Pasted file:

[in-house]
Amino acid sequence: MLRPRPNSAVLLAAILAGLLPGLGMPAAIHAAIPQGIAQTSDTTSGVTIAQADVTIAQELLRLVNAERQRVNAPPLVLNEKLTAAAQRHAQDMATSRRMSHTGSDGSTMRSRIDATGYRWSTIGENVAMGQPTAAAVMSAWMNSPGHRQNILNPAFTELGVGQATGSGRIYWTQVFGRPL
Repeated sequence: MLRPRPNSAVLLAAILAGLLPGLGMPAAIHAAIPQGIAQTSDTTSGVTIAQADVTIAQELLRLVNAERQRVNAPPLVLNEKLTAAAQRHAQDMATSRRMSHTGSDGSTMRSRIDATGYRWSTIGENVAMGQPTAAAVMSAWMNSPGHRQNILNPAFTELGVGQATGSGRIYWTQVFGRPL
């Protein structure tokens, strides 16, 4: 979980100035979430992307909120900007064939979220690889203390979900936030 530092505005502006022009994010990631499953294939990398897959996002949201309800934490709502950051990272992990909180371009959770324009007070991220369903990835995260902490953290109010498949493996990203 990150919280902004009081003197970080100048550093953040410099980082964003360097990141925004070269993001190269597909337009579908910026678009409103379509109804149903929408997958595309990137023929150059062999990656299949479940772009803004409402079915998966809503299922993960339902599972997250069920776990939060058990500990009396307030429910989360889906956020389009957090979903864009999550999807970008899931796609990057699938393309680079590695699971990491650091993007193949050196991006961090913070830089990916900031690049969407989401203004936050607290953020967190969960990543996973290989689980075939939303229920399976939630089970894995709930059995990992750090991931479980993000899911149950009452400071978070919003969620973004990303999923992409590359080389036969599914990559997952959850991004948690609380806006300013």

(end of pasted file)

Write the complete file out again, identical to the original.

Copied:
[in-house]
Amino acid sequence: MLRPRPNSAVLLAAILAGLLPGLGMPAAIHAAIPQGIAQTSDTTSGVTIAQADVTIAQELLRLVNAERQRVNAPPLVLNEKLTAAAQRHAQDMATSRRMSHTGSDGSTMRSRIDATGYRWSTIGENVAMGQPTAAAVMSAWMNSPGHRQNILNPAFTELGVGQATGSGRIYWTQVFGRPL
Repeated sequence: MLRPRPNSAVLLAAILAGLLPGLGMPAAIHAAIPQGIAQTSDTTSGVTIAQADVTIAQELLRLVNAERQRVNAPPLVLNEKLTAAAQRHAQDMATSRRMSHTGSDGSTMRSRIDATGYRWSTIGENVAMGQPTAAAVMSAWMNSPGHRQNILNPAFTELGVGQATGSGRIYWTQVFGRPL
């Protein structure tokens, strides 16, 4: 979980100035979430992307909120900007064939979220690889203390979900936030 530092505005502006022009994010990631499953294939990398897959996002949201309800934490709502950051990272992990909180371009959770324009007070991220369903990835995260902490953290109010498949493996990203 990150919280902004009081003197970080100048550093953040410099980082964003360097990141925004070269993001190269597909337009579908910026678009409103379509109804149903929408997958595309990137023929150059062999990656299949479940772009803004409402079915998966809503299922993960339902599972997250069920776990939060058990500990009396307030429910989360889906956020389009957090979903864009999550999807970008899931796609990057699938393309680079590695699971990491650091993007193949050196991006961090913070830089990916900031690049969407989401203004936050607290953020967190969960990543996973290989689980075939939303229920399976939630089970894995709930059995990992750090991931479980993000899911149950009452400071978070919003969620973004990303999923992409590359080389036969599914990559997952959850991004948690609380806006300013």